mcj-2021-01-13-news-mcso-year-end-stats

Monroe County deputies A.J. Johnson, left, and Laron Griffin stand in front of one of the Monroe County Sheriff’s Office’s brand new Ford Explorer Interceptors. Revamping its fleet was one of the department’s highlights for the past year.

From seizing narcotics before they were distributed, multiple arrests and updating its fleet of vehicles, the Monroe County Sheriff’s Office rounded off 2020 with its success stories.

“We were able to keep somewhere between seven to eight pounds of crystal meth off the streets. We had one five pound seizure early on and 2.2 pounds lately that we kept off the streets. That’s not counting other arrests through traffic violations and things like that,” said Monroe County Sheriff Kevin Crook. “Being back in the North Mississippi Narcotics Unit makes a big difference. These cases are all related. The dope is coming from the same places. Having that network and intel helps.

“Knowing we were able to seize that much before it even hit is something we want to do more of.”

In the MCSO and North MS Narcotics Unit’s case of the 2.2 pound crystal meth seizure in December, Michael Montez Wright, Sr., 37, recently turned himself in to authorities after being charged with aggravated trafficking. Monroe County Justice Court Judge Sarah Stevens revoked his bond.

Waverly Antonio Wright, 34, faced the same charge in the case, and his bond was set by Stevens at $750,000.

Arrests and bookings

For 2020, the Monroe County Detention Center had 1,680 book-ins attributed to arrests made by the MCSO, local police departments and the Mississippi Highway Patrol. Peak months were July and August with 197 and 179, respectively.

The number of book-ins for April, May and December were fewer due to spikes in COVID-19 cases.

“We’re not restricted. When they go out there and find drugs on traffic stops, they get out there and prevent and make arrests and follow through,” Crook said.

Throughout the year, there were 616 felony arrests booked into the county detention center, with the MCSO making approximately 350 to 400 of them. The department had approximately 220 indictments, with some stemming to 2019 cases presented to the grand jury last year.

New vehicles

and looking ahead

On top of new trucks for shift supervisors, the MCSO’s fire investigator and D.A.R.E. officers, the MCSO recently rolled out 11 new Ford Explorer Interceptors for road deputies.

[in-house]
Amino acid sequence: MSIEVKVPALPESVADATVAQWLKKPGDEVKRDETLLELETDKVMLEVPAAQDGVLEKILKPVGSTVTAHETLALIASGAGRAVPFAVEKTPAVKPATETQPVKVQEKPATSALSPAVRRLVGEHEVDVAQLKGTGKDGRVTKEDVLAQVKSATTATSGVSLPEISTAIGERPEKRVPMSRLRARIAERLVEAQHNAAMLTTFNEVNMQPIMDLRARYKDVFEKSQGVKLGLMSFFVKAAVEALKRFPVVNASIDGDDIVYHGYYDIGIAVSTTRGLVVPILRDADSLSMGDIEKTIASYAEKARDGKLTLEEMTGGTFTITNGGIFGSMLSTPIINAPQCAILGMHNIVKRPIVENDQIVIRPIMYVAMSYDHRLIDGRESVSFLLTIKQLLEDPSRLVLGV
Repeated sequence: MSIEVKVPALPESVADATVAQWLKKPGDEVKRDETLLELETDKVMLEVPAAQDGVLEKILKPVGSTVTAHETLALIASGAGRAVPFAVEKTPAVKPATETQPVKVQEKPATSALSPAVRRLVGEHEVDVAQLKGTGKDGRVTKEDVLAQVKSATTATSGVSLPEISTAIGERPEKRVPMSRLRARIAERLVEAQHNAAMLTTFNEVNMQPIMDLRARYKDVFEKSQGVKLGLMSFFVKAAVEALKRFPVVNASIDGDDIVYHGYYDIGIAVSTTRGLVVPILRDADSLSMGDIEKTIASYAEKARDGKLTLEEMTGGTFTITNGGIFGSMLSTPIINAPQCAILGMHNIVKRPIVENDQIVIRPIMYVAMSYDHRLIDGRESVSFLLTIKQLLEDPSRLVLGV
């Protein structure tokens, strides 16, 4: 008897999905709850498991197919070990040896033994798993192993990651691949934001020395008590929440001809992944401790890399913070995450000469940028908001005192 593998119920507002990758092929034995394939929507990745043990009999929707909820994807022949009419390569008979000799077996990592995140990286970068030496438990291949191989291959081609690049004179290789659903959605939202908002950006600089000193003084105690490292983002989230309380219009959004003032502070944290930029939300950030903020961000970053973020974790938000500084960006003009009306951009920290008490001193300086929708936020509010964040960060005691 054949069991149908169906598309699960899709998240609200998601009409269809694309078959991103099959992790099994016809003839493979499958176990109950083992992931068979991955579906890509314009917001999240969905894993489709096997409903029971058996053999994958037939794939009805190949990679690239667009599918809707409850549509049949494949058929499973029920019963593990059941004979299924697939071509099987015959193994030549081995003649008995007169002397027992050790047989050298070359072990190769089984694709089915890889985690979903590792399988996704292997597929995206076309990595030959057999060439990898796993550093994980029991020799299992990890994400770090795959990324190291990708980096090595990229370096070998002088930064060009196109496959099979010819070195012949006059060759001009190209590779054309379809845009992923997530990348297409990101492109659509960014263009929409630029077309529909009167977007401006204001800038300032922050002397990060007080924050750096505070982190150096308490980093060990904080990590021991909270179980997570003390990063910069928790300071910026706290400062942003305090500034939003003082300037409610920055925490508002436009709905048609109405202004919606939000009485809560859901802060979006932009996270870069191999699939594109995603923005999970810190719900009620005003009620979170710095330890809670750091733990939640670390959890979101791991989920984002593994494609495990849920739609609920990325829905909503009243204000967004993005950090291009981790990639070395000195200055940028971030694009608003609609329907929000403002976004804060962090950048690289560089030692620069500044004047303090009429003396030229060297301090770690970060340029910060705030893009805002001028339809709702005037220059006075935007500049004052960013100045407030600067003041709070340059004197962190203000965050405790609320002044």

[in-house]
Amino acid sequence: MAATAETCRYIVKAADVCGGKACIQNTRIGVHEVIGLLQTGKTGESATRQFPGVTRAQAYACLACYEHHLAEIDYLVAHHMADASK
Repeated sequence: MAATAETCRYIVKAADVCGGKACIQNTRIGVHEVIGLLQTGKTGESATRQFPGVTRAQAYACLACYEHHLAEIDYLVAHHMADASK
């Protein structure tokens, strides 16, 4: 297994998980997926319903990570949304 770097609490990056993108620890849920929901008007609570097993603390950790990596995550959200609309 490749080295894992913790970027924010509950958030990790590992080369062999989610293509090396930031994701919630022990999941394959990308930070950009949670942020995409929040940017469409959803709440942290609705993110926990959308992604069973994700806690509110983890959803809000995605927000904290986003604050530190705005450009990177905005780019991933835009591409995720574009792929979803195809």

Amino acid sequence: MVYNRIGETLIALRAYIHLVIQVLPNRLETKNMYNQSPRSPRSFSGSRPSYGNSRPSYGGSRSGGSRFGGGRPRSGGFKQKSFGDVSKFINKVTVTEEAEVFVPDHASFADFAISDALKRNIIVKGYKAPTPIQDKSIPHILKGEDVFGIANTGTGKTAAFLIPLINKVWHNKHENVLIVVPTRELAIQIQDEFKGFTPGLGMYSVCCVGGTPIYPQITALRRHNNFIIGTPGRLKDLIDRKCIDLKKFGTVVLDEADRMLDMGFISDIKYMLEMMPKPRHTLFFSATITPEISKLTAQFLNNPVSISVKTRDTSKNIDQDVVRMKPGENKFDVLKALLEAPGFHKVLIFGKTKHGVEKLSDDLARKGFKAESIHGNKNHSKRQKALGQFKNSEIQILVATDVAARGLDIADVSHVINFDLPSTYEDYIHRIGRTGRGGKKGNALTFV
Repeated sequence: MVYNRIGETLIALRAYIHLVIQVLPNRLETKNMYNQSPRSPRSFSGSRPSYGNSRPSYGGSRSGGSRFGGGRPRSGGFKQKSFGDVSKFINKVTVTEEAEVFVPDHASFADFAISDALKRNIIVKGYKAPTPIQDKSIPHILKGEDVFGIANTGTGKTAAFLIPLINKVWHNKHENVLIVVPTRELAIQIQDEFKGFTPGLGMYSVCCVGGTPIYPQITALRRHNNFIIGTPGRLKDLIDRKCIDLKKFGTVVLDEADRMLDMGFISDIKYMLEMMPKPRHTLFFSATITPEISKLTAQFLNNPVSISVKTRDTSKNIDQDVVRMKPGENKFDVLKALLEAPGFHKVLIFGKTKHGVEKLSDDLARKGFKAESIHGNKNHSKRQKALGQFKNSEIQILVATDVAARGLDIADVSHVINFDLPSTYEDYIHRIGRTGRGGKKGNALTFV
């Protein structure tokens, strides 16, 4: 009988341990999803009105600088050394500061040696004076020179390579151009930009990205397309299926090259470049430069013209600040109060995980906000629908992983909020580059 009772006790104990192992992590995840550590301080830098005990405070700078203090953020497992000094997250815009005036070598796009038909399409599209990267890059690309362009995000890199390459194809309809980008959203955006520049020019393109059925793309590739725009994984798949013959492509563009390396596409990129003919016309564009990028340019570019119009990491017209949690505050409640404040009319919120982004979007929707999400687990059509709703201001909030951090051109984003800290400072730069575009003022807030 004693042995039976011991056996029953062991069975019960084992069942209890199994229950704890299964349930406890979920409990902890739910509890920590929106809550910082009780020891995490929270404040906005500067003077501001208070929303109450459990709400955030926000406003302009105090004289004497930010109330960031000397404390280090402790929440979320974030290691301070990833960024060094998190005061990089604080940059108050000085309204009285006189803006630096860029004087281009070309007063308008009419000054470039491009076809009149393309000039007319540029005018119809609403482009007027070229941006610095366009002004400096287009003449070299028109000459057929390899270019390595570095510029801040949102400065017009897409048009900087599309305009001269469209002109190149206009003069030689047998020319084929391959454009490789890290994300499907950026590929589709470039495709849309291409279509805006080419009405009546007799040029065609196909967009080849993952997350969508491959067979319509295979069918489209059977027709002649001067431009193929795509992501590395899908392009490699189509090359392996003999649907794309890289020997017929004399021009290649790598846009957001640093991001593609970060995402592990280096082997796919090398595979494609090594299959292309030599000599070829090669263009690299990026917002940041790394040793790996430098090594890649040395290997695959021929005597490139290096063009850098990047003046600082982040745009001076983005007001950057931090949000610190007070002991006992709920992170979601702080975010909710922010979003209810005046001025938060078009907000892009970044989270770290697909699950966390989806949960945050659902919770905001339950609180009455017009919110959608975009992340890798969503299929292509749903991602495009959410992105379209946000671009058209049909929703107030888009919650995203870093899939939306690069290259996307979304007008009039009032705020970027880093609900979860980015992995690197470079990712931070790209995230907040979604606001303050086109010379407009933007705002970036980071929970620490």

“We didn’t go outside of our budget. We went outside the box. We took the next three years’ budgets to finance vehicles. Still we pay, over a three-year period, $100,000 per year. We spent our budget amount paying off vehicles to get them all now instead of three this year, three next year and four the next year,” Crook said.

He described the vehicles as rolling offices for law enforcement.

“The hope might be in three years that we can sell some of those to other agencies. You can call it fleet management that we’re getting new cars and passing them along before they get in bad shape. Before, we were getting them after someone else had gotten the good out of them,” Crook said.

He sees the MCSO’s biggest accomplishment for the previous year as dealing with determination through low times.

“Overall, with the loss of Dylan [Pickle] and Reggie [Minich] and the battle with COVID, it’s perseverance. The department as a whole has kept moving forward with change and putting ourselves in the best position we could, even with all that going on around us,” he said. “It shows dedication. The culture we’re trying to create here that has been created in this past year is about working hard, training hard and putting ourselves last and others first. I think the biggest thing now is to expect the most out of each other.”

He said everyone recognizes the team effort required for the department.

“Through the loss of Dylan and Reggie and recovery of Zack [Wilbanks], it definitely played a part in the attitude toward one another. You appreciate the people you work with,” Crook said.

For 2021, he anticipates being able to put more information regarding arrests out to the public.

“People should expect faster response times, see higher profile drug arrests and more people serving time. We’re housing more local people, which helps us get them into rehabs,” Crook said.

Reflecting on 2020, he continues to share his appreciation for community support such as providing for an armored vehicle, body armor, a K9, reflective vests, food, cards, letters and prayers.

Recommended for you

comments powered by Disqus